Wrongful Termination – When does a Termination Qualify as Wrongful?
One of the most frustrating and perhaps bewildering moments in any employee’s career is finding out that your employer is ending the employment relationship. After the initial shock, questioning, bargaining, accusations, and maybe a moment of self-criticism, employees often seek out a lawyer for information. Inevitably, the most common question to the lawyer is a variation of “my boss fired me for no real reason, does this qualify as a wrongful termination?”
Despite the loaded word “wrongful” in “wrongful termination,” many if not most terminations do not violate the law. The vast majority of employment relationships are “at-will,” meaning that either the employer or the employee may terminate the employment relationship at any time for any reason or no reason. Employers may even give the dismissed employee a reason which is false, evasive, vague, or even an outright lie. But just because your employer lies about the reasons for the termination does not make it a “wrongful termination.”
However, the right to terminate an employee for any or no reason is not absolute. One important limitation is based on the premise that employers should not be permitted to frustrate vital public policies. These public policies must be well established and fundamental meaning that the employer knew or should have known that terminating the employee would violate a public policy. The difficulty lies in determining when a public policy qualifies as well established and fundamental.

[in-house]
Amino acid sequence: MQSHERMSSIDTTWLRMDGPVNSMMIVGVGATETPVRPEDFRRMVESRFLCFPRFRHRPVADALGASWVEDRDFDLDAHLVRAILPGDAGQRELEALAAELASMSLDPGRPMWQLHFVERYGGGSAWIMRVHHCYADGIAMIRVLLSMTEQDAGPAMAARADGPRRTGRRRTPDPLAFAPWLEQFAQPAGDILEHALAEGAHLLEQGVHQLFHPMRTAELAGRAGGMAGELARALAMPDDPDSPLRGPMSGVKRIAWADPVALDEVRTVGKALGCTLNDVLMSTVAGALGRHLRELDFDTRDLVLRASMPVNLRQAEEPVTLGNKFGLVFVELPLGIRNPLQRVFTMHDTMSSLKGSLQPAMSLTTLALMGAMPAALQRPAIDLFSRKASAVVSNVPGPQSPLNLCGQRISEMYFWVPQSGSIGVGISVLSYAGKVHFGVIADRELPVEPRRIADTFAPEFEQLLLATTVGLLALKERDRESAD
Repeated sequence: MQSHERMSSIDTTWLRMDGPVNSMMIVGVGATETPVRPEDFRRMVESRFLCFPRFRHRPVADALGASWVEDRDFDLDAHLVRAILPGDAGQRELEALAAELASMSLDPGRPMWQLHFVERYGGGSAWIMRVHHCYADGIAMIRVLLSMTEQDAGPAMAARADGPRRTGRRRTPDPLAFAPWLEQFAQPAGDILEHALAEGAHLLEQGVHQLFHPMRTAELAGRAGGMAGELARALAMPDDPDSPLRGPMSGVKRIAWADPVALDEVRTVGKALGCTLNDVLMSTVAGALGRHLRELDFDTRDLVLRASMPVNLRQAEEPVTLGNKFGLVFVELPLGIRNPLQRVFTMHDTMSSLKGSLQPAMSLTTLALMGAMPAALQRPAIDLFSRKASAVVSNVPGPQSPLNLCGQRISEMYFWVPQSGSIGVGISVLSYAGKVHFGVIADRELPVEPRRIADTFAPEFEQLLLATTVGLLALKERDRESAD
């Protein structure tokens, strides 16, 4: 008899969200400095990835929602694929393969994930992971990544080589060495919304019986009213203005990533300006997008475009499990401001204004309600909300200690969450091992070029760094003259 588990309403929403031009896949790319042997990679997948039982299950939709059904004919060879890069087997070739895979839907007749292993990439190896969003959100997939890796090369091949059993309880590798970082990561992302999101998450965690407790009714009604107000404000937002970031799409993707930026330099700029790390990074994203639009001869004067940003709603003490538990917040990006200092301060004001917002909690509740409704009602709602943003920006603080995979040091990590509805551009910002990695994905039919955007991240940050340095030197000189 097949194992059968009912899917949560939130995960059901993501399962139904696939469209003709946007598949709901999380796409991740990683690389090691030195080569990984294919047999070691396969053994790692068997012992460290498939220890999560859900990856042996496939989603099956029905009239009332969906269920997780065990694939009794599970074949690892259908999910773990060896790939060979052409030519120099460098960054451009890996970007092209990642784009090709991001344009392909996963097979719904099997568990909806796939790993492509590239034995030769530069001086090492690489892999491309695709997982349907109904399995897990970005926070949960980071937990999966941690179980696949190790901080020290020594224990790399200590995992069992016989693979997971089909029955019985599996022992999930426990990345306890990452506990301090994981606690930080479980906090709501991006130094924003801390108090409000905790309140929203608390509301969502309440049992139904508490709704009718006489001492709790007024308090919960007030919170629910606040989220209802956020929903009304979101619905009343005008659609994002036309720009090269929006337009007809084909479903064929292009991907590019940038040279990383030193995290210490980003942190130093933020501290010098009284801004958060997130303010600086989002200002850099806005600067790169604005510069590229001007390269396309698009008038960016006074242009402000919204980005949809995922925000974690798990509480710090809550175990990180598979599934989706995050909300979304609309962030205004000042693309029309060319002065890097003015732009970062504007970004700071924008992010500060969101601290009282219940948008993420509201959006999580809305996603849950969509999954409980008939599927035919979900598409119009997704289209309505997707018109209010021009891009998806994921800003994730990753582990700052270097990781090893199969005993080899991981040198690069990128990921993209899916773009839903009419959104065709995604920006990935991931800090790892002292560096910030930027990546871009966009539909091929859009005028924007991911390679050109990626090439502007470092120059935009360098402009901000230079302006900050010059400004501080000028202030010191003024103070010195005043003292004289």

In California, wrongful termination in violation of public policy may be based on a statute, common law, or the California Constitution. A termination may violate public policy where an employee is discharged for refusing to perform an illegal act; for performing a statutory duty, such as serving on a jury; for invoking statutory rights, such as filing worker’s compensation claim; or for complaining about discrimination. California also extends public policy protection to some whistleblower acts in which the employee reports unlawful conduct by the employer.
California, like most other states, considers terminations in violation of public policy to be a tort, which is a civil wrong. Accordingly, traditional tort remedies generally apply which include lost wages, damages for pain and suffering and, if the employer’s conduct was malicious or willful, punitive damages.
A word of caution, terminations come in all forms and for all kinds of reasons, some legitimate, some not so legitimate. But after some hard analysis, if your company fired you and the reasons just don’t seem to add up, seek professional advice.
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